Archives for the Month of January, 2019

Extracting Activity History from PowerShell Process Dumps

Imagine that you’re investigating the compromise of a system. The system doesn’t have PowerShell Logging enabled, but you did capture a process dump while activity was happening.

This memory dump is forensic gold, and the managed code debugging extension for WinDbg (“SOS” – Son of Strike) gives you all the tools you need to mine it. After using File | Open Crash Dump, this is what you see:

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From there, load the SOS extension, fix symbols, and reload:

.loadby sos clr
.symfix
.reload

Use !Help to see all of the features offered by the SOS CLR Debugging Extension, but one useful one is !DumpHeap. It enumerates all of the objects in managed memory, and lets you filter these by type.

PowerShell stores command history in HistoryInfo objects, so lets look for those. We can use !DumpHeap –Type HistoryInfo for this. SOS sometimes generates an exception the first time you use it, so just do it again 🙂

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We can see that there were 6 items of HistoryInfo (commands typed by the attacker), and 7 arrays of HistoryInfo (internal data structures that hold them). The heap includes objects that are temporarily in use, so not all of these represent unique commands.

If we click on the MT column for HistoryInfo itself, we’ll get that type of object explicitly. Then, we can click on any of the Addresses to see what that HistoryInfo contains. Clicking is just a shortcut for the commands that WinDbg ultimately shows in the output anyways: !DumpHeap /d -mt 00007ff8a140be70 and !DumpObj /d 0000024226256100.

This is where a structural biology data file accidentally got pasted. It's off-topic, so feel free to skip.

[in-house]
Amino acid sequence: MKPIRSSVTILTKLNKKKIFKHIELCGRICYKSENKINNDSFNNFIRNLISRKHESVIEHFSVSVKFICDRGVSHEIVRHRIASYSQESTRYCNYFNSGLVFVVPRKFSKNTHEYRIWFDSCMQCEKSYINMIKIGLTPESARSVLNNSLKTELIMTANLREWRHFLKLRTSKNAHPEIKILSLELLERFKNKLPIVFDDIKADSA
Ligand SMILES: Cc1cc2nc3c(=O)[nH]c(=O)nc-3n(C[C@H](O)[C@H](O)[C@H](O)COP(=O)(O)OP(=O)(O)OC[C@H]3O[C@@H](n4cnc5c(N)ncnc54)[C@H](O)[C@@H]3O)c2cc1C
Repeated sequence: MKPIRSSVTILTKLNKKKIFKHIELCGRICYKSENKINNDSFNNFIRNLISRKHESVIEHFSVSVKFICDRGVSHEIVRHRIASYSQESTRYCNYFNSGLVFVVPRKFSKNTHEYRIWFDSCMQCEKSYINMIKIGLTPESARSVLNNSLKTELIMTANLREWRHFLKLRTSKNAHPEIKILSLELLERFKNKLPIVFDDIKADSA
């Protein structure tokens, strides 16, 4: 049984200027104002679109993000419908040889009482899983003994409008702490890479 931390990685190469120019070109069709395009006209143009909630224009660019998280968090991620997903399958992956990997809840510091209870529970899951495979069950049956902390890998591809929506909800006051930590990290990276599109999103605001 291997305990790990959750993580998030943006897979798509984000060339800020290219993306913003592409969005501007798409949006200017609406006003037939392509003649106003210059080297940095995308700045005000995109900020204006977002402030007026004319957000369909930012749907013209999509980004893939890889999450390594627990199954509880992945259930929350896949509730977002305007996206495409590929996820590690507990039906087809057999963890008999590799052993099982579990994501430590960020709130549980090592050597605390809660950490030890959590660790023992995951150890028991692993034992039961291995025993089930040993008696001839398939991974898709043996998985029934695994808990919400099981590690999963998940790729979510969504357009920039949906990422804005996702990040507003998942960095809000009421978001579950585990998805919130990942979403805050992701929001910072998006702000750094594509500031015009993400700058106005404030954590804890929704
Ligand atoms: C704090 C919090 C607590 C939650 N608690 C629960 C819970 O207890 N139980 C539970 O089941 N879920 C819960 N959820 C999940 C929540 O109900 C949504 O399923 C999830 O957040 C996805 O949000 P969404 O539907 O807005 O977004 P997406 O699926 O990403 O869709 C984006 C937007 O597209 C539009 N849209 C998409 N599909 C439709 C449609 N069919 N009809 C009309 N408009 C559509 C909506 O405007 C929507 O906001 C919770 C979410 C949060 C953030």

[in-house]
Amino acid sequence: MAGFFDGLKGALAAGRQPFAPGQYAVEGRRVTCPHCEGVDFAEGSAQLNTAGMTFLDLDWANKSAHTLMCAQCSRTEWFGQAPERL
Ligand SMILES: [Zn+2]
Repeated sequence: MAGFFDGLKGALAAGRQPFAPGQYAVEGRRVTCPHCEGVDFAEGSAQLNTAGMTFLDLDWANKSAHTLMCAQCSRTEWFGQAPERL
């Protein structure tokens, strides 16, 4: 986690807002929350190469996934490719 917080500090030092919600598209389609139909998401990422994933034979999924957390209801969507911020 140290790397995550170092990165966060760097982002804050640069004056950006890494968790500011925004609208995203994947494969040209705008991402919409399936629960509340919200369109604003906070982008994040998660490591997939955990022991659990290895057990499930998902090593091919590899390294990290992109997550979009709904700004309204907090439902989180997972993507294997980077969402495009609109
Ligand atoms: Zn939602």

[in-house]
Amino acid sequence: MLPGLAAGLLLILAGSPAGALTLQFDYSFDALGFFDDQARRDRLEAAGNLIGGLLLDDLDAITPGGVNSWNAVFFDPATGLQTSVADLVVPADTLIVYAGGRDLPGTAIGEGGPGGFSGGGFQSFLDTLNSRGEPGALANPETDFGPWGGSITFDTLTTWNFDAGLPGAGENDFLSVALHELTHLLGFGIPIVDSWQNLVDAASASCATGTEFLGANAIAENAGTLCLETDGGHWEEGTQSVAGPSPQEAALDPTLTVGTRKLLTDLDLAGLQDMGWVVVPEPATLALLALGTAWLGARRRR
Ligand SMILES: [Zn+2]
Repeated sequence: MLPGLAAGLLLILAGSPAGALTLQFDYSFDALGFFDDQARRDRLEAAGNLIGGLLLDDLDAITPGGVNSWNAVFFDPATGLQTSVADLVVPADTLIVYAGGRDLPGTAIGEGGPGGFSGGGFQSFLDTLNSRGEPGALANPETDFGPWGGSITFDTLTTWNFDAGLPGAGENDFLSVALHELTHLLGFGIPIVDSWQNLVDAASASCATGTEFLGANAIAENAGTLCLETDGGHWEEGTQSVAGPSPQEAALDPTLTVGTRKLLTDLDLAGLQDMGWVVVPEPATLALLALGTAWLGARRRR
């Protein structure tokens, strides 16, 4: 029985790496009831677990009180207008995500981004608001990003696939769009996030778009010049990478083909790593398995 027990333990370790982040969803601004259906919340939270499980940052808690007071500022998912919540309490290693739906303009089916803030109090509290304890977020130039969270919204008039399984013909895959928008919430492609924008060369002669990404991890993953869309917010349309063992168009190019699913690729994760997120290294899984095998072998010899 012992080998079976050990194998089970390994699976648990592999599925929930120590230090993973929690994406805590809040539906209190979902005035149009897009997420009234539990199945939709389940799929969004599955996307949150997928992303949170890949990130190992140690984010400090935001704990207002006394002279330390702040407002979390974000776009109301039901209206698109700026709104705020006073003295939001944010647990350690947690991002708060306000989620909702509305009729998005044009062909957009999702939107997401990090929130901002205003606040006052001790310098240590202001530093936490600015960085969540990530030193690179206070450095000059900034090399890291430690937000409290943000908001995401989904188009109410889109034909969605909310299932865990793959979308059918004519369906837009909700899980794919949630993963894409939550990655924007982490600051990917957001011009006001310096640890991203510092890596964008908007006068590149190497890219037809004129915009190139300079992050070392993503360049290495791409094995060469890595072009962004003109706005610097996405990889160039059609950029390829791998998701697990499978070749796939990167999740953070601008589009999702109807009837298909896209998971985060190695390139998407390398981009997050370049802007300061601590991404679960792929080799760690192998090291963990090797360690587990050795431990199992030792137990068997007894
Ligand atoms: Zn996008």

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There’s a string at offset 8 that contains the _cmdline itself. What’s in it? You can click (!DumpObj /d 0000024226255a30) to find out.

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Ah, yes. The eternal existential question. Who am I?

Doing this manually for each HistoryInfo can get annoying, so you can use WinDbg’s “scripting language” to automate some of it. The “.foreach” statement lets us iterate over debugger output, assign each item to a variable, and then act on that variable. So here’s a little recipe we’ll run:

.foreach (historyinfo { !dumpheap -type HistoryInfo -short }) { .echo ${historyinfo}; !DumpObj poi(${historyinfo}+8) }

We’ll iterate through the !DumpHeap results, assigning each memory address to a ‘historyinfo’ variable. We’ll echo that original memory address to the screen, and then remember that the _cmdline was offset 8 from that memory address. So, we’ll use the poi function to calculate the address of that new object, and use !DumpObj to dump it.

That gives us a bunch of output that we can then review, or script even further.

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In our forensic analysis of this image, we can see that we are in trouble indeed. After they ran ‘whoami’, they knew the username and password of the Domain Admin, and then used PowerShell remoting to connect to the Domain Controller with it.

Automation

User interfaces are great for initial analysis, but terrible for scale. To automate scenarios like this, you can use this WinDbg Automation module I shared a little while ago. It leverages cdb.exe – the console version of WinDbg. From there, you can do all kinds of crazy stuff.

As cool as that module is, I’m most excited by far about the recent open sourcing of DbgShell. This is the hobby-time project of @JazzDelightsMe, and exposes much of the debugging engine into PowerShell as PowerShell objects. Incredible!

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